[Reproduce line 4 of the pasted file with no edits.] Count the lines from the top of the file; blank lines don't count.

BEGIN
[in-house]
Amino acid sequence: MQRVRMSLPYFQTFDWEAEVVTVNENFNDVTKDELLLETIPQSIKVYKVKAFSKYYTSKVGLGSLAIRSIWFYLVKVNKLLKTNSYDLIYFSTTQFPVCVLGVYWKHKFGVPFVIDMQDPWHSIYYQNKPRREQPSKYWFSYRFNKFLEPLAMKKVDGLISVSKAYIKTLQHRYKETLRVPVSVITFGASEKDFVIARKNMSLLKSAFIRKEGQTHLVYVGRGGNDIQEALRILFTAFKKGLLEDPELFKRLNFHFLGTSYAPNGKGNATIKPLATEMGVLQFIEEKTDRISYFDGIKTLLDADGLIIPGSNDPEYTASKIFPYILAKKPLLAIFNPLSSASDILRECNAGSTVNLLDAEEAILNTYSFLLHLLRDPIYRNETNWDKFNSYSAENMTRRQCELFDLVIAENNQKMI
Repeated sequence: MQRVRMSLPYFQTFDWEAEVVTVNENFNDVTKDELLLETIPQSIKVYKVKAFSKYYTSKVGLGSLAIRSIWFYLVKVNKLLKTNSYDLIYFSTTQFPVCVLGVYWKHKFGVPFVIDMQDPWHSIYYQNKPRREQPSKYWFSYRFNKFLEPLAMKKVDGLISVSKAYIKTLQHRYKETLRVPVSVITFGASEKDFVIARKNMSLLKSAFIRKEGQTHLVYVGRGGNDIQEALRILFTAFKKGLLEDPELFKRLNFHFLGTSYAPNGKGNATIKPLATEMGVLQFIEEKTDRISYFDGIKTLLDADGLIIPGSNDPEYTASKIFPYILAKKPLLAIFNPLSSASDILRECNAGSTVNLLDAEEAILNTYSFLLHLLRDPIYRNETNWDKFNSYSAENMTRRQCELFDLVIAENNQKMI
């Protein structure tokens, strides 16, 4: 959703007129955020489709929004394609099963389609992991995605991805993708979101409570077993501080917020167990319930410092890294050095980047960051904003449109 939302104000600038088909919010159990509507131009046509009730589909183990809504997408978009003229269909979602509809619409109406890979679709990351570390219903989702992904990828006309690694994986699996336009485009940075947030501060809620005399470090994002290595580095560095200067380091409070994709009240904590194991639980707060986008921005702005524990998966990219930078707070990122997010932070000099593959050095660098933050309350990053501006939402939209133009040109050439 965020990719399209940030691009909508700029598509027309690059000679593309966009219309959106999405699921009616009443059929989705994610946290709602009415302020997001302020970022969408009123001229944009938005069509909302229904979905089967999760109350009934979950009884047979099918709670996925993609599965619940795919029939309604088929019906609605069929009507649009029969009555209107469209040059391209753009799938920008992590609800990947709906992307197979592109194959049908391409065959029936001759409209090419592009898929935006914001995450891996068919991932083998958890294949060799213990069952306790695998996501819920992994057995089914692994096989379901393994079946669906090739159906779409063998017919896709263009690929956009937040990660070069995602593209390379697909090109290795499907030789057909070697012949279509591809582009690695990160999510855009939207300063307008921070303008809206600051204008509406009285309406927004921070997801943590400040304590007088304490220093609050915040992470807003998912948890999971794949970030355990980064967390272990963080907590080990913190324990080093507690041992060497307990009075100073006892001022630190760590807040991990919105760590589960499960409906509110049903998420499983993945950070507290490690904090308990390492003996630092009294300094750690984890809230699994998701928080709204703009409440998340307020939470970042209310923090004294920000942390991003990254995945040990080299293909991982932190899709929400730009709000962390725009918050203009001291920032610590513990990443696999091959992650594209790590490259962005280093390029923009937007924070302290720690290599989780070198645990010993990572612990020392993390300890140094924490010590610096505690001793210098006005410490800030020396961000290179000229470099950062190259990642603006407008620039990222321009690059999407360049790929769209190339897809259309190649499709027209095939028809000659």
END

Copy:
């Protein structure tokens, strides 16, 4: 959703007129955020489709929004394609099963389609992991995605991805993708979101409570077993501080917020167990319930410092890294050095980047960051904003449109 939302104000600038088909919010159990509507131009046509009730589909183990809504997408978009003229269909979602509809619409109406890979679709990351570390219903989702992904990828006309690694994986699996336009485009940075947030501060809620005399470090994002290595580095560095200067380091409070994709009240904590194991639980707060986008921005702005524990998966990219930078707070990122997010932070000099593959050095660098933050309350990053501006939402939209133009040109050439 965020990719399209940030691009909508700029598509027309690059000679593309966009219309959106999405699921009616009443059929989705994610946290709602009415302020997001302020970022969408009123001229944009938005069509909302229904979905089967999760109350009934979950009884047979099918709670996925993609599965619940795919029939309604088929019906609605069929009507649009029969009555209107469209040059391209753009799938920008992590609800990947709906992307197979592109194959049908391409065959029936001759409209090419592009898929935006914001995450891996068919991932083998958890294949060799213990069952306790695998996501819920992994057995089914692994096989379901393994079946669906090739159906779409063998017919896709263009690929956009937040990660070069995602593209390379697909090109290795499907030789057909070697012949279509591809582009690695990160999510855009939207300063307008921070303008809206600051204008509406009285309406927004921070997801943590400040304590007088304490220093609050915040992470807003998912948890999971794949970030355990980064967390272990963080907590080990913190324990080093507690041992060497307990009075100073006892001022630190760590807040991990919105760590589960499960409906509110049903998420499983993945950070507290490690904090308990390492003996630092009294300094750690984890809230699994998701928080709204703009409440998340307020939470970042209310923090004294920000942390991003990254995945040990080299293909991982932190899709929400730009709000962390725009918050203009001291920032610590513990990443696999091959992650594209790590490259962005280093390029923009937007924070302290720690290599989780070198645990010993990572612990020392993390300890140094924490010590610096505690001793210098006005410490800030020396961000290179000229470099950062190259990642603006407008620039990222321009690059999407360049790929769209190339897809259309190649499709027209095939028809000659």